The real strange thing is that these bulletins have been published under the watch of John Scalzi, current SFWA president.  He accepts responsibility for this but has been on tour for three weeks and hasn’t really explained how these bulletins were published under his watch.  I.e., were they put together without his knowledge by the staff and not reviewed by him?  I was a president of an association with a monthly newsletter and I had an opportunity to review the newsletter before it was published but it was put together by an entirely different committee.  Scalzi has set up a task force to look into this matter.

My five cents?  Male authors are feeling increasingly marginalized in publishing by female authors and this is the result.

 

The recorded music deal calls for Apple to pay a per-stream rate of around 0.16 cents, similar to the rate Universal Music Group received. Like Universal, Warner also gets a percentage of ad revenue that would be generated by the Apple service, but payments would only begin after the service exceeds a certain audience threshold. For the publishing deal, Warner/Chappell also negotiated an additional percentage of ad revenue that is more than twice the 4 percent rate paid by Pandora.”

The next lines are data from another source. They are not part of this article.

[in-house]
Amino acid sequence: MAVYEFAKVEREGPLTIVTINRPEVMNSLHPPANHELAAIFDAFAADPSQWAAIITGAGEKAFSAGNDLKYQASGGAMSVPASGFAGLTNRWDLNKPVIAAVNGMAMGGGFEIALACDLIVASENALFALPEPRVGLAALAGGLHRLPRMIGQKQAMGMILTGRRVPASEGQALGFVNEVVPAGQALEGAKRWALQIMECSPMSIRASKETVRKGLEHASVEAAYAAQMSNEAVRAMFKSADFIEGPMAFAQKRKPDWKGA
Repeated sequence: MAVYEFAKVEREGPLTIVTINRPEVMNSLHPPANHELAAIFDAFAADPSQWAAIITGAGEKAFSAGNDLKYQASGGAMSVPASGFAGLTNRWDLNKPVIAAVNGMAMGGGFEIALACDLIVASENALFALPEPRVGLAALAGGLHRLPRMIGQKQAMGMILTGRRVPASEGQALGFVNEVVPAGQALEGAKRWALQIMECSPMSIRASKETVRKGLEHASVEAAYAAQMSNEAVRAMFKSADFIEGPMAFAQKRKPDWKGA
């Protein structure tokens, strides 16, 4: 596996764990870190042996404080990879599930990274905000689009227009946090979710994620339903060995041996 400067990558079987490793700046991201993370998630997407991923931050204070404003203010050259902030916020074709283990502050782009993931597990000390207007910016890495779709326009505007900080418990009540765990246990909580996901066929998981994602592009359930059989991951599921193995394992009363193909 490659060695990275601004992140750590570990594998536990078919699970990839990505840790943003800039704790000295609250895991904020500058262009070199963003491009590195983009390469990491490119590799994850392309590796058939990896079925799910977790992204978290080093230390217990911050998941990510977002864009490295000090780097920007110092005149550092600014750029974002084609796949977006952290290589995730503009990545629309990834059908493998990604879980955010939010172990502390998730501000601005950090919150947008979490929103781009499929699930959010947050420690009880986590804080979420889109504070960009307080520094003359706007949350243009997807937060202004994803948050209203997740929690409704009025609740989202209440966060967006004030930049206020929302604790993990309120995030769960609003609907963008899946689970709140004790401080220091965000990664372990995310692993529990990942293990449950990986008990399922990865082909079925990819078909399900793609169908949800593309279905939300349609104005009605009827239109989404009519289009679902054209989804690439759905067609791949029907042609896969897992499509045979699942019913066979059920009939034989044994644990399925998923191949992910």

As more music is available for streaming, books will need to follow in response to customer demand. It would behoove people to start thinking about the best way to monetize that before Amazon sets the price. Right? Like, if I was Random House + Penguin, I’d be thinking about my own streaming library access model right now.

Speaking of Apple, the lawsuit over Agency Pricing begins today!

One other publisher has accepted these new terms, but it did not identify the publisher as a Big 6 or one with more negotiating power.  This is not unlike when Amazon pulled the buy buttons from Macmillan.  This fight has been going on since last September but it wasn’t until 2013 that Barnes & Noble started putting pressure on S&S through decreasing print orders and reduced in store publicity. Simon & Schuster made two big print only deals with Hugh Howey and Colleen Hoover.  If they intend to do more of that, S&S will  have to have B&N on its side.

Who wins? B&N likely because they are the only major retail game and S&S needs B&N more than the retailer needs the publisher.